I became a co-op convert when I moved to Bozeman. I'll admit that at first this city girl was a little freaked out; our co-op is about a quarter of the size of the Whole Foods I frequented in Washington DC. But my food philosophy has evolved since then (more on that transition here and here), and I love buying local/as locally as possible, and the feeling of community at my co-op. I joke that it is my second home, but I'm not really kidding. I enjoy the fact that I go there practically every day; I know, to some that sounds tedious, but my cooking strategy is to stock up on bulk items and then cruise in to the co-op daily to pick up the fresh items I need for each day's meals. And of course, chat with everyone too. If I lived in France, one day I'd make a great old lady who knows everyone and everything at the daily market. I've made lots of friends at the co-op, because one thing I can bond over is food. In fact, one of my co-op friends happens to be a chef there as well as a farmer, and she will be cooking on some of our retreats this year. Not only that - she'll be giving a talk on eating sustainably and her experience as a grower. (An Interview with a Grower and a Cook coming very soon!)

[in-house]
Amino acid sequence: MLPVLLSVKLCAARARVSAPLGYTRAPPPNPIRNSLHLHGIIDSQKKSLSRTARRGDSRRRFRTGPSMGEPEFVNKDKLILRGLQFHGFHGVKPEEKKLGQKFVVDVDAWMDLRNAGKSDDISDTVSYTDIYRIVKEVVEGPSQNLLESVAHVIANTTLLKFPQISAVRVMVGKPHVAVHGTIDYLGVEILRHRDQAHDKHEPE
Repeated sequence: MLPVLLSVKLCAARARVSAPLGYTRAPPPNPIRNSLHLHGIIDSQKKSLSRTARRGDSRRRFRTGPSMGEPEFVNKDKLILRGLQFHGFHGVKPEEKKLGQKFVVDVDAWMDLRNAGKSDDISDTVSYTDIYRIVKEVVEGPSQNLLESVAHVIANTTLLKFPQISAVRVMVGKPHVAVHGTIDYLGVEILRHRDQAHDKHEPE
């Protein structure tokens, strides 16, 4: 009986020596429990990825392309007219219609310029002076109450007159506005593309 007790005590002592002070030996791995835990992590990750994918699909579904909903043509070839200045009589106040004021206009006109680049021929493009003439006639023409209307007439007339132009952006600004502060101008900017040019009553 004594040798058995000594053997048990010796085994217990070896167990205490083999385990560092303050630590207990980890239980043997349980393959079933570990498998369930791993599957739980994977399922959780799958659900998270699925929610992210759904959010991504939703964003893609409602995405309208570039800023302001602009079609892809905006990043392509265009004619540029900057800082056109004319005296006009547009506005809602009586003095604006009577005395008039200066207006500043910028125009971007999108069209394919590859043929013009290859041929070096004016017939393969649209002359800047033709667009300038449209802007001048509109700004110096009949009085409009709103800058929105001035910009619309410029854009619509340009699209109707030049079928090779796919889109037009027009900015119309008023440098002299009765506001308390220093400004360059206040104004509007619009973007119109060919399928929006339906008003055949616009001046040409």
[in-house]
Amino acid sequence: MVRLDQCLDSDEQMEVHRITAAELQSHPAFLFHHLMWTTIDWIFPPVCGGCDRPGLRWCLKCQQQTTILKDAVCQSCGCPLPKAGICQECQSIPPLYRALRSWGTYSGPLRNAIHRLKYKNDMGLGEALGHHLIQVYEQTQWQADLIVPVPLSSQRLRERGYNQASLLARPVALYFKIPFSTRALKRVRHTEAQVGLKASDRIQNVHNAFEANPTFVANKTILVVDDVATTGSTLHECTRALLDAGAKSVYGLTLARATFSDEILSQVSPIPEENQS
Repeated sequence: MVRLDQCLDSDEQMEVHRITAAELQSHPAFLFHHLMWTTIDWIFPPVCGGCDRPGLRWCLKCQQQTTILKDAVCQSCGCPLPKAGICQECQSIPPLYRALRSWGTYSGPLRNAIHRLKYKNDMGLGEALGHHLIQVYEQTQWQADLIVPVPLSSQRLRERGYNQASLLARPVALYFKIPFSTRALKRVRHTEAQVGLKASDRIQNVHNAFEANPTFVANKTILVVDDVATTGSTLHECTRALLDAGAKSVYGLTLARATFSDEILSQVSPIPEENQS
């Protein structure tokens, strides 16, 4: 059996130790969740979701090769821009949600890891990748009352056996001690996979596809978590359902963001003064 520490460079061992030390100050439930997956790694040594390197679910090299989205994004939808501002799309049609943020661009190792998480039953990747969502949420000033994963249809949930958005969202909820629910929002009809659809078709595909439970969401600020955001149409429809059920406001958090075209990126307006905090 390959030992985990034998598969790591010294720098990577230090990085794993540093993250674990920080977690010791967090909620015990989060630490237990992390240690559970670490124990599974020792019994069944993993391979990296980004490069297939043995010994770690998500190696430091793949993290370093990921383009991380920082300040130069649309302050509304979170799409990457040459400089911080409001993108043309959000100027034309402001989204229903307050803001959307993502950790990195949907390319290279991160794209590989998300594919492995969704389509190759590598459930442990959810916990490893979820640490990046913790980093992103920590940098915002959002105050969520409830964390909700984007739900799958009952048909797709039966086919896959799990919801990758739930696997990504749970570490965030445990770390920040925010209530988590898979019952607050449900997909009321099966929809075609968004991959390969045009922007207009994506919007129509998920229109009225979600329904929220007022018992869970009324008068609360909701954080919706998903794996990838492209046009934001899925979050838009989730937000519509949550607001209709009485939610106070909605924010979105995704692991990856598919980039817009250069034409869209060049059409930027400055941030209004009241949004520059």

I was very pleased to see "shopping the food co-ops" called a hot trend in the February Bon Appetit: These worker-owned grocery stores have shed their hippie aura from to '70s and are offering better products than ever before: The bruised apples of the past have been replaced by local kombucha, cardoons, and grass-fed beef frankfurters, available alongside bulk items like red lentils sold by the pound. And with foodies flocking to co-ops, the number of such stores is expected to double in the next five years.
Don't have a co-op in your area? Check out Edible Communities and find out more about how you can go local.